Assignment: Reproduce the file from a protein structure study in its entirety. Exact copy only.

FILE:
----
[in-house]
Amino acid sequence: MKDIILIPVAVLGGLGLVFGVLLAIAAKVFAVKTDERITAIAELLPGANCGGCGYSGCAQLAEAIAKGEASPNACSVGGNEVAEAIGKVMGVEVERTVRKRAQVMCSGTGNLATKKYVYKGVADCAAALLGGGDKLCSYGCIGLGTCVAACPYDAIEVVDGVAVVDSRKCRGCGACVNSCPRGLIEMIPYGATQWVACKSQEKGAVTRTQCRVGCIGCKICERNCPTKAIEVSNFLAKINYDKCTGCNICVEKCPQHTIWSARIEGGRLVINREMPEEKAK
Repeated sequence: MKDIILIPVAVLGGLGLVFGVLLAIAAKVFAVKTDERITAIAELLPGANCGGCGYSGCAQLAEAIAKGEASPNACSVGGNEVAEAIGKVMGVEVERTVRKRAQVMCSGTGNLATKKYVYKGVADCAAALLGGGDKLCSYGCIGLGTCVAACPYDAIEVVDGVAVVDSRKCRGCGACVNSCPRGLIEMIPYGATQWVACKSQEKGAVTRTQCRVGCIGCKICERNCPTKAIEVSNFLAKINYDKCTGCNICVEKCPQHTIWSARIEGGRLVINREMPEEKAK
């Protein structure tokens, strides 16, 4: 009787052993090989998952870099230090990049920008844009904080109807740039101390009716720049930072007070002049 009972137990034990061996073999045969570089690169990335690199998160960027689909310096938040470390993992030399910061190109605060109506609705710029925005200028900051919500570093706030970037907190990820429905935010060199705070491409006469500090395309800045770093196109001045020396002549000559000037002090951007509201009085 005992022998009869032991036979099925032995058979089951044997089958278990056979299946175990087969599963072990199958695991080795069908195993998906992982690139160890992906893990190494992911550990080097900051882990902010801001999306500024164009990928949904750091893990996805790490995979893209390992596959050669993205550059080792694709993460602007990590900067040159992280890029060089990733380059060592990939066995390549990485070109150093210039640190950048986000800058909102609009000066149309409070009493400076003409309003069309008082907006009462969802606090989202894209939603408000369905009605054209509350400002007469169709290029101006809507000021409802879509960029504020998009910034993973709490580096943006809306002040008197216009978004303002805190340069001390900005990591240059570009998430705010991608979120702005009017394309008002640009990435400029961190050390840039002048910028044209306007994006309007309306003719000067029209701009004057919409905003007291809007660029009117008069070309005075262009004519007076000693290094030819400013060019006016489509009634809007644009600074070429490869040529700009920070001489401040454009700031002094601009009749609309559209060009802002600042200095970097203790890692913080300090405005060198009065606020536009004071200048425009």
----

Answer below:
[in-house]
Amino acid sequence: MKDIILIPVAVLGGLGLVFGVLLAIAAKVFAVKTDERITAIAELLPGANCGGCGYSGCAQLAEAIAKGEASPNACSVGGNEVAEAIGKVMGVEVERTVRKRAQVMCSGTGNLATKKYVYKGVADCAAALLGGGDKLCSYGCIGLGTCVAACPYDAIEVVDGVAVVDSRKCRGCGACVNSCPRGLIEMIPYGATQWVACKSQEKGAVTRTQCRVGCIGCKICERNCPTKAIEVSNFLAKINYDKCTGCNICVEKCPQHTIWSARIEGGRLVINREMPEEKAK
Repeated sequence: MKDIILIPVAVLGGLGLVFGVLLAIAAKVFAVKTDERITAIAELLPGANCGGCGYSGCAQLAEAIAKGEASPNACSVGGNEVAEAIGKVMGVEVERTVRKRAQVMCSGTGNLATKKYVYKGVADCAAALLGGGDKLCSYGCIGLGTCVAACPYDAIEVVDGVAVVDSRKCRGCGACVNSCPRGLIEMIPYGATQWVACKSQEKGAVTRTQCRVGCIGCKICERNCPTKAIEVSNFLAKINYDKCTGCNICVEKCPQHTIWSARIEGGRLVINREMPEEKAK
């Protein structure tokens, strides 16, 4: 009787052993090989998952870099230090990049920008844009904080109807740039101390009716720049930072007070002049 009972137990034990061996073999045969570089690169990335690199998160960027689909310096938040470390993992030399910061190109605060109506609705710029925005200028900051919500570093706030970037907190990820429905935010060199705070491409006469500090395309800045770093196109001045020396002549000559000037002090951007509201009085 005992022998009869032991036979099925032995058979089951044997089958278990056979299946175990087969599963072990199958695991080795069908195993998906992982690139160890992906893990190494992911550990080097900051882990902010801001999306500024164009990928949904750091893990996805790490995979893209390992596959050669993205550059080792694709993460602007990590900067040159992280890029060089990733380059060592990939066995390549990485070109150093210039640190950048986000800058909102609009000066149309409070009493400076003409309003069309008082907006009462969802606090989202894209939603408000369905009605054209509350400002007469169709290029101006809507000021409802879509960029504020998009910034993973709490580096943006809306002040008197216009978004303002805190340069001390900005990591240059570009998430705010991608979120702005009017394309008002640009990435400029961190050390840039002048910028044209306007994006309007309306003719000067029209701009004057919409905003007291809007660029009117008069070309005075262009004519007076000693290094030819400013060019006016489509009634809007644009600074070429490869040529700009920070001489401040454009700031002094601009009749609309559209060009802002600042200095970097203790890692913080300090405005060198009065606020536009004071200048425009």